Strong bones

Exercises for ageing bones

Are you in (or approaching) your latter years and are wondering what you can do to ensure you maintain strong bones through the next period of your life? As we age it is common to begin feeling the effects of years of ‘life’ on your body. Diseases like osteoarthritis (i.e. degeneration of joints) and osteoporosis (i.e. weakening of bones) are more common in the elderly population. But just because the figures show this, it doesn’t mean these diseases will affect your ability to lead a full and active life.

The good news is, there is plenty you can do now to reduce the risk of bone-related problems down the line. Read ahead for a few exercises you can perform regularly to keep you and your bones in tip-top shape!

Weight-bearing and resistance are key

It is widely accepted that to increase bone health, we need to stress the bones of the skeleton. The best way to do this is through weight-bearing exercises (i.e. exercises performed in an upright position with our legs impacting the ground). Resistance-type exercises are also beneficial in protecting the skeleton against the effects of ageing. ‘Resistance’’  implies an exercise that is performed against a force acting on the body. A simple example would be to compare walking through your house to walking through strong head-on winds. The wind pushing against the body is the resistance aspect.

When we exercise, forces acting on our muscles help to build strength. The forces placed upon the skeleton through the muscles help to activate special bone-building cells within the bones, and these help to maintain or build strong bones depending on the intensity of the exercise. In order to increase bone strength, we need to regularly push our bodies beyond the intensity of simple everyday tasks, like walking.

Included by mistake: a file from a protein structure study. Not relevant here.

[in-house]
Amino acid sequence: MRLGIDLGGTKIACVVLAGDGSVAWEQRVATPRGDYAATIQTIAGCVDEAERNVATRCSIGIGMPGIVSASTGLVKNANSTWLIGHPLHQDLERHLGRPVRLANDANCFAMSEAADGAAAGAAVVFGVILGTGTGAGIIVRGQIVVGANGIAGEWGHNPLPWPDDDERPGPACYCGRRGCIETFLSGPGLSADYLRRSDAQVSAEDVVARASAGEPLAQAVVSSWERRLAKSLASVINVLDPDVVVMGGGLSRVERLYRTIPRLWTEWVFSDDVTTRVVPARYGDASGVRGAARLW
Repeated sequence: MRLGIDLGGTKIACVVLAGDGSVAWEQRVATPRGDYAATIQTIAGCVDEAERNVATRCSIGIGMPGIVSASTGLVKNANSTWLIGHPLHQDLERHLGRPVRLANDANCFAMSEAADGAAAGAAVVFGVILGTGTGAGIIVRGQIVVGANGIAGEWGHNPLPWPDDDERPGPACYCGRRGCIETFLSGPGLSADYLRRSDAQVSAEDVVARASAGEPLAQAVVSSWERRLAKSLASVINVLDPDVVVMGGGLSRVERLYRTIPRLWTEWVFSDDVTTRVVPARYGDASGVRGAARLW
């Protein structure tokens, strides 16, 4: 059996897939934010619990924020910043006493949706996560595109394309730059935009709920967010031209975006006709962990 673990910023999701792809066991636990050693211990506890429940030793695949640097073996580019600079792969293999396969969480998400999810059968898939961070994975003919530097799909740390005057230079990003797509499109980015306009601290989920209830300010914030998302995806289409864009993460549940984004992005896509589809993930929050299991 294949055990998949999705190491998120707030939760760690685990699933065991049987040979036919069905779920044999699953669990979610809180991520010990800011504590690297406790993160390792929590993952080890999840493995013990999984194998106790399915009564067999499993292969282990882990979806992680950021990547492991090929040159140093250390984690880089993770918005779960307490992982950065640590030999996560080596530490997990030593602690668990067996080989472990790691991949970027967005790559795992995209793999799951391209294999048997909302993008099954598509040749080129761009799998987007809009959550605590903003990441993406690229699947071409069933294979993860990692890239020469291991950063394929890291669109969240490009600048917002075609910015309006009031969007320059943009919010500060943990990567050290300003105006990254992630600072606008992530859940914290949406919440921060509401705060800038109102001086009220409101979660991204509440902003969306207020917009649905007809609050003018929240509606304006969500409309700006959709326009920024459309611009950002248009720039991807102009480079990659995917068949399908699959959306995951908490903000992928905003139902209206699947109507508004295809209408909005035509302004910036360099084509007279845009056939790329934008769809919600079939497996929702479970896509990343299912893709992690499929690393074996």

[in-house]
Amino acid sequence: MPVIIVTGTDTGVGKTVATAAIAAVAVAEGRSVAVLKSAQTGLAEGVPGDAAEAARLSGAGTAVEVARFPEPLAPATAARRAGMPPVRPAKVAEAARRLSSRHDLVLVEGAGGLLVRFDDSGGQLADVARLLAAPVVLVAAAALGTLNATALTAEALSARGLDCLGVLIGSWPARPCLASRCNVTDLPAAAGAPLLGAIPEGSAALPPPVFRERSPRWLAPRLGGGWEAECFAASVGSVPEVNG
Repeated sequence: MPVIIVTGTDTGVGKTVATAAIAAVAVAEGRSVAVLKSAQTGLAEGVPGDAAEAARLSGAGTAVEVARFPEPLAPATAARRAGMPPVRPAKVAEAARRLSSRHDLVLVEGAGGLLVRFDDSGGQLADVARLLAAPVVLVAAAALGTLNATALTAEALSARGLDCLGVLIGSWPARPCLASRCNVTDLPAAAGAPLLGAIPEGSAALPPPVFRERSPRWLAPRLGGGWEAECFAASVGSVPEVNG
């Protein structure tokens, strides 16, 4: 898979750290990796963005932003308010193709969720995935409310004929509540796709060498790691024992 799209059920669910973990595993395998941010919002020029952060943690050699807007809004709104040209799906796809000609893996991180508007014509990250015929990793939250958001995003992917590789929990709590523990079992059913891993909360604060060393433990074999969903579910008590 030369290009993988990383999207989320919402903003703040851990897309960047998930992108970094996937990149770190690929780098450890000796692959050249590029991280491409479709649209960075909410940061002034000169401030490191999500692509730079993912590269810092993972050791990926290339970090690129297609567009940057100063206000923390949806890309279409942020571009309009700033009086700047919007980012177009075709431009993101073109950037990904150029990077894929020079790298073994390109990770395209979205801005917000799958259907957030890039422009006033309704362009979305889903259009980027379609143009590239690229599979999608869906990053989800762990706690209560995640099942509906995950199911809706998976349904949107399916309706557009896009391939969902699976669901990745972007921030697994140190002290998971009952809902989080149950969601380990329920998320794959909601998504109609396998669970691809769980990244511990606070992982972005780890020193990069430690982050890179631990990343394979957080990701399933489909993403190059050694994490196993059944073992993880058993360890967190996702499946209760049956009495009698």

Age is a factor

Now, if you’re worried, we’re going to suggest a new gym membership and intense weight lifting program, then rest easy. There are lots of things to consider, and age (as well as medical history) is a big factor when it comes to prescribing exercise. Someone who is 80 will need a different exercise regime compared to someone who is 55 when it comes to targeting bone health.

Exercises to try

The following are simple weight-bearing exercises you could have a go at doing:

  • Walking or jogging uphill
  • Hiking across the countryside
  • Stair climbing or step-ups
  • A friendly game of tennis, badminton or squash
  • Aerobics or dancing

You can add resistance to your exercise program by:

Osteoperosis
Woman training with exercise band during rehabilitation
  • Lifting weights (always start light so as to not overload the body)
  • Exercising using cables or resistance bands (again, use light resistance to begin with)

Everyone has different requirements, so we suggest giving us a call on 4655 5588 or book in now so we can create an individual program that is perfect for you.

References

  1. Hong, AR. and Kim, SW. 2018. Effects of resistance exercise on bone health. Endocrinology and metabolism. 33 (4). 435-444. Available from: https://www.ncbi.nlm.nih.gov/pmc/articles/PMC6279907/
  2. Benedetti, MG. et al. 2018. The effectiveness of physical exercise on bone density in osteoporotic patients. BioMed research international. v. 2018, 4840531, 10 pages. Available from: https://www.hindawi.com/journals/bmri/2018/4840531/cta/
  3. Osteoporosis Australia. 2013. Exercise – consumer guide. [Online]. Available from: https://www.osteoporosis.org.au/sites/default/files/files/Exercise%20Fact%20Sheet%202nd%20Edition.pdf. [Accessed 06 Jun 2020]